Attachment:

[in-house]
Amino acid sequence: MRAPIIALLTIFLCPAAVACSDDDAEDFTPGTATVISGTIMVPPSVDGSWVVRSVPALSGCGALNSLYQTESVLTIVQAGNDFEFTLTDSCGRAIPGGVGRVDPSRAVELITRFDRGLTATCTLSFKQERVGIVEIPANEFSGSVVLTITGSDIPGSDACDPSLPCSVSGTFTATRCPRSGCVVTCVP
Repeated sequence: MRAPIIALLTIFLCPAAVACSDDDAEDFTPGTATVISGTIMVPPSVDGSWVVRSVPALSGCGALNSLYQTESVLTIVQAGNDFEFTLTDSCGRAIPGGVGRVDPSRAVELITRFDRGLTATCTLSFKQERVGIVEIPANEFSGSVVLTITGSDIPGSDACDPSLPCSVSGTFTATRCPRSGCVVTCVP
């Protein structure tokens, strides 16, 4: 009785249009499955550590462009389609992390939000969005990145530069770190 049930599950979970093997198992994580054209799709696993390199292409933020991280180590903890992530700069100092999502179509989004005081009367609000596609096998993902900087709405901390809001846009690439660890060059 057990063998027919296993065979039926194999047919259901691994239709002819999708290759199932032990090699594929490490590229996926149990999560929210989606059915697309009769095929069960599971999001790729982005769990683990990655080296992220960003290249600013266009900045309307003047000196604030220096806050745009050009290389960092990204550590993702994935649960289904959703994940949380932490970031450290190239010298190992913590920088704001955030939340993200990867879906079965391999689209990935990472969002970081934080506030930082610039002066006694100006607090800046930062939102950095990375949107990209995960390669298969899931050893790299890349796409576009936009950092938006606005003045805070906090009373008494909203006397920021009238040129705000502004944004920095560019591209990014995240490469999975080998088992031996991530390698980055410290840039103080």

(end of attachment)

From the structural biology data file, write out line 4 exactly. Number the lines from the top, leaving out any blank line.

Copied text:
């Protein structure tokens, strides 16, 4: 009785249009499955550590462009389609992390939000969005990145530069770190 049930599950979970093997198992994580054209799709696993390199292409933020991280180590903890992530700069100092999502179509989004005081009367609000596609096998993902900087709405901390809001846009690439660890060059 057990063998027919296993065979039926194999047919259901691994239709002819999708290759199932032990090699594929490490590229996926149990999560929210989606059915697309009769095929069960599971999001790729982005769990683990990655080296992220960003290249600013266009900045309307003047000196604030220096806050745009050009290389960092990204550590993702994935649960289904959703994940949380932490970031450290190239010298190992913590920088704001955030939340993200990867879906079965391999689209990935990472969002970081934080506030930082610039002066006694100006607090800046930062939102950095990375949107990209995960390669298969899931050893790299890349796409576009936009950092938006606005003045805070906090009373008494909203006397920021009238040129705000502004944004920095560019591209990014995240490469999975080998088992031996991530390698980055410290840039103080």